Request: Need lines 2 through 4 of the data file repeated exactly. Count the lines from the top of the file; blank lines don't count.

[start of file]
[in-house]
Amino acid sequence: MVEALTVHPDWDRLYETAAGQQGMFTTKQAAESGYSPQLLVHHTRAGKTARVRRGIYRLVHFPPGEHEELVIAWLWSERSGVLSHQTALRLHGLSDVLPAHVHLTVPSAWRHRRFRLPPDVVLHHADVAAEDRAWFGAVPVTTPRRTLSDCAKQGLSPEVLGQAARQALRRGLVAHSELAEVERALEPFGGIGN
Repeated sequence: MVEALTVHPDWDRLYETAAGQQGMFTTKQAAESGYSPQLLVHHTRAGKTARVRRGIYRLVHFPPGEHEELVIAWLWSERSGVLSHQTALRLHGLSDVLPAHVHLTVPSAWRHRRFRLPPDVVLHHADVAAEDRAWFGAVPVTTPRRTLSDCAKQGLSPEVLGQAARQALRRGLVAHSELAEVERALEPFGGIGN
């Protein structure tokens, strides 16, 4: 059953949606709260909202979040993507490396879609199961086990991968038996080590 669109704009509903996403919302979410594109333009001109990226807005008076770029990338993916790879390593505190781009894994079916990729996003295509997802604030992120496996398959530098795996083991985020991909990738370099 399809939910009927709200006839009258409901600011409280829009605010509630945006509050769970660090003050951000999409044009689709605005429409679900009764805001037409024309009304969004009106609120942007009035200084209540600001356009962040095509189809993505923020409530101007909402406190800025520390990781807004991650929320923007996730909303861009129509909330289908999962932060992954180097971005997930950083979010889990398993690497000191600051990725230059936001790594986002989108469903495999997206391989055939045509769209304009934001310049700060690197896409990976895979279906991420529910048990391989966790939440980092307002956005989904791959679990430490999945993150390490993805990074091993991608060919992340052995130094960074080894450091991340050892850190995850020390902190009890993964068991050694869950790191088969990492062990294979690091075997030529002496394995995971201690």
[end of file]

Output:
Amino acid sequence: MVEALTVHPDWDRLYETAAGQQGMFTTKQAAESGYSPQLLVHHTRAGKTARVRRGIYRLVHFPPGEHEELVIAWLWSERSGVLSHQTALRLHGLSDVLPAHVHLTVPSAWRHRRFRLPPDVVLHHADVAAEDRAWFGAVPVTTPRRTLSDCAKQGLSPEVLGQAARQALRRGLVAHSELAEVERALEPFGGIGN
Repeated sequence: MVEALTVHPDWDRLYETAAGQQGMFTTKQAAESGYSPQLLVHHTRAGKTARVRRGIYRLVHFPPGEHEELVIAWLWSERSGVLSHQTALRLHGLSDVLPAHVHLTVPSAWRHRRFRLPPDVVLHHADVAAEDRAWFGAVPVTTPRRTLSDCAKQGLSPEVLGQAARQALRRGLVAHSELAEVERALEPFGGIGN
């Protein structure tokens, strides 16, 4: 059953949606709260909202979040993507490396879609199961086990991968038996080590 669109704009509903996403919302979410594109333009001109990226807005008076770029990338993916790879390593505190781009894994079916990729996003295509997802604030992120496996398959530098795996083991985020991909990738370099 399809939910009927709200006839009258409901600011409280829009605010509630945006509050769970660090003050951000999409044009689709605005429409679900009764805001037409024309009304969004009106609120942007009035200084209540600001356009962040095509189809993505923020409530101007909402406190800025520390990781807004991650929320923007996730909303861009129509909330289908999962932060992954180097971005997930950083979010889990398993690497000191600051990725230059936001790594986002989108469903495999997206391989055939045509769209304009934001310049700060690197896409990976895979279906991420529910048990391989966790939440980092307002956005989904791959679990430490999945993150390490993805990074091993991608060919992340052995130094960074080894450091991340050892850190995850020390902190009890993964068991050694869950790191088969990492062990294979690091075997030529002496394995995971201690």